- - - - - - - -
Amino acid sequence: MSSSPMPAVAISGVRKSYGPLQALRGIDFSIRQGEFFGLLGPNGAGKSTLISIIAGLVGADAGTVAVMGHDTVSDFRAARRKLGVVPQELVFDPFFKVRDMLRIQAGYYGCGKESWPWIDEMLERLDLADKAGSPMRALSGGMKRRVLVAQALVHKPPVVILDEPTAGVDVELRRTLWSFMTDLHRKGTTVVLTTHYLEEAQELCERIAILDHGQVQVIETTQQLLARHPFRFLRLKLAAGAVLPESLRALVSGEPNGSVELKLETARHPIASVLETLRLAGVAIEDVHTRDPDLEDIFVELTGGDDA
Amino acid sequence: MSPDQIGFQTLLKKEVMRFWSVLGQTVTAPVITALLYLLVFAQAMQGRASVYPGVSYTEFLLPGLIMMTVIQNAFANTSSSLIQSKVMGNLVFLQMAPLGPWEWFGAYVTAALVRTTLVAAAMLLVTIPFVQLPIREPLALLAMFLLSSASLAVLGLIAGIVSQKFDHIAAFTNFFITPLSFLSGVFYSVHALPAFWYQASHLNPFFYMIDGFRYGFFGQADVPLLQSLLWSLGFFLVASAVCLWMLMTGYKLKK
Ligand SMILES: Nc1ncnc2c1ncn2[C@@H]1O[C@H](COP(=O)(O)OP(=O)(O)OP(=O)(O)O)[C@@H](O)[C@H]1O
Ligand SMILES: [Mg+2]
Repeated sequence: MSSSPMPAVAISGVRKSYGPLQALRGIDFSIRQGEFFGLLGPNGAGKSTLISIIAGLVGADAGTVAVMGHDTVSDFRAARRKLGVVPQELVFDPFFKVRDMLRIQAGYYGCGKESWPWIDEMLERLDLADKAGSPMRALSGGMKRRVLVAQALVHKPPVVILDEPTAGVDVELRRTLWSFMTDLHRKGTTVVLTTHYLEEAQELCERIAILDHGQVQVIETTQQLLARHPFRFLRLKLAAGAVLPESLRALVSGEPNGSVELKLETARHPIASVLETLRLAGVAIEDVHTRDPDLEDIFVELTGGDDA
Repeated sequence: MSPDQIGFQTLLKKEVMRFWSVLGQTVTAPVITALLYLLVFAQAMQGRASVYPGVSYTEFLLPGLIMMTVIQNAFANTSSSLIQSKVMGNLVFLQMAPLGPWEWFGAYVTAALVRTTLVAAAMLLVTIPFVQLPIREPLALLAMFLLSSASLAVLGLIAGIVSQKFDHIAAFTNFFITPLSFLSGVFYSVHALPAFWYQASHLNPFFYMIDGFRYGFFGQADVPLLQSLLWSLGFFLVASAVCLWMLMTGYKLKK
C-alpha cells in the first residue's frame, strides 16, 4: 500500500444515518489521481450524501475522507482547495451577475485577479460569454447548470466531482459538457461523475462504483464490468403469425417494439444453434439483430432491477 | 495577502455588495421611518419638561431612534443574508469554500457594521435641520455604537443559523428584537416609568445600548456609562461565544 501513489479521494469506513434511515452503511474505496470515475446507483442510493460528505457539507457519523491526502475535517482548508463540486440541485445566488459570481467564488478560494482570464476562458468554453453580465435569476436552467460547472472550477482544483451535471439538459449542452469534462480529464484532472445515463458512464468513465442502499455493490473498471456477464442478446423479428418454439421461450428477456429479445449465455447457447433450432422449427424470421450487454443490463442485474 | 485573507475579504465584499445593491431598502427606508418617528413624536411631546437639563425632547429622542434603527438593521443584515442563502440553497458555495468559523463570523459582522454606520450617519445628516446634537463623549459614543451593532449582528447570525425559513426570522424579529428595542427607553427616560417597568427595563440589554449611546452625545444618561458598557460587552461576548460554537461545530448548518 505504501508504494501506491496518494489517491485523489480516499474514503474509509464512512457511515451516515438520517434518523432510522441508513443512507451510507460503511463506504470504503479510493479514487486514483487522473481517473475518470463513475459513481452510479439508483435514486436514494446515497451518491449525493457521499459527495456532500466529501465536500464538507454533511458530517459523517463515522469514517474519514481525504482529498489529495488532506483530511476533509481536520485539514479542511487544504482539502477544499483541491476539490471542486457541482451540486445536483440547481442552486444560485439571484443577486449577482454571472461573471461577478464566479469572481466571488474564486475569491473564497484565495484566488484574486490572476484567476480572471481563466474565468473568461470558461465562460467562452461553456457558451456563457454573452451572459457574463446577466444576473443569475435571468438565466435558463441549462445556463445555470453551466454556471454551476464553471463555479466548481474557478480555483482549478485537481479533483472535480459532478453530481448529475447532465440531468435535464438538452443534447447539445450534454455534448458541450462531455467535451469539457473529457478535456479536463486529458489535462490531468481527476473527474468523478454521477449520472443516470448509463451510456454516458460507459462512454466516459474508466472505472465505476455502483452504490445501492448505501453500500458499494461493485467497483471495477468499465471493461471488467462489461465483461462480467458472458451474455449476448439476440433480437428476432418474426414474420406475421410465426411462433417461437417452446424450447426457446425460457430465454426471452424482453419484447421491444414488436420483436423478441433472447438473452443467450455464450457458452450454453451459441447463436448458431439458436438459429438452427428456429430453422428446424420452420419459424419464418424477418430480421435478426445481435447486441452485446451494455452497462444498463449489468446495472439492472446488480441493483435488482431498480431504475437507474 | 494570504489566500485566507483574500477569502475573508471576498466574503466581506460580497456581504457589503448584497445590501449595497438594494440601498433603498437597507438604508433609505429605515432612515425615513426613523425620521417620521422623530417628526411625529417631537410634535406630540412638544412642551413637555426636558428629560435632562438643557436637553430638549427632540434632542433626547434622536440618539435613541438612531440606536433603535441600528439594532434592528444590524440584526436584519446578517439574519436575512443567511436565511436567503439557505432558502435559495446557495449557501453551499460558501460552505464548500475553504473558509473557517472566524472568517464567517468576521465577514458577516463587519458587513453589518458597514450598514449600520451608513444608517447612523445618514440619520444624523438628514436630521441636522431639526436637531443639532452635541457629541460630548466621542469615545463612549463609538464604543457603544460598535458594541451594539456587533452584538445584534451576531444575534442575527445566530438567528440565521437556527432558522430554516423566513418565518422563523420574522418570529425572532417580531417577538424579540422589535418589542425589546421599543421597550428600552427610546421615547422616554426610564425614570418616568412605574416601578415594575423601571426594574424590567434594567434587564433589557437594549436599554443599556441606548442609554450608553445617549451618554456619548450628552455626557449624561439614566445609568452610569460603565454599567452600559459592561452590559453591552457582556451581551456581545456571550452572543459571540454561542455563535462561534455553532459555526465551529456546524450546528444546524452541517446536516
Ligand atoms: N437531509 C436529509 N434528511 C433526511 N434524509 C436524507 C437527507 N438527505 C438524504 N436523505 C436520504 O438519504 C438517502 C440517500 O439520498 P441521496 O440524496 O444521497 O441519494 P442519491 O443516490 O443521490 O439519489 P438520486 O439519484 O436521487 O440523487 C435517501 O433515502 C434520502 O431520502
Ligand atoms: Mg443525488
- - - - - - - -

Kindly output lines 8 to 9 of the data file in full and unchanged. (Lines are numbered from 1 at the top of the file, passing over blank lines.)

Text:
Ligand atoms: N437531509 C436529509 N434528511 C433526511 N434524509 C436524507 C437527507 N438527505 C438524504 N436523505 C436520504 O438519504 C438517502 C440517500 O439520498 P441521496 O440524496 O444521497 O441519494 P442519491 O443516490 O443521490 O439519489 P438520486 O439519484 O436521487 O440523487 C435517501 O433515502 C434520502 O431520502
Ligand atoms: Mg443525488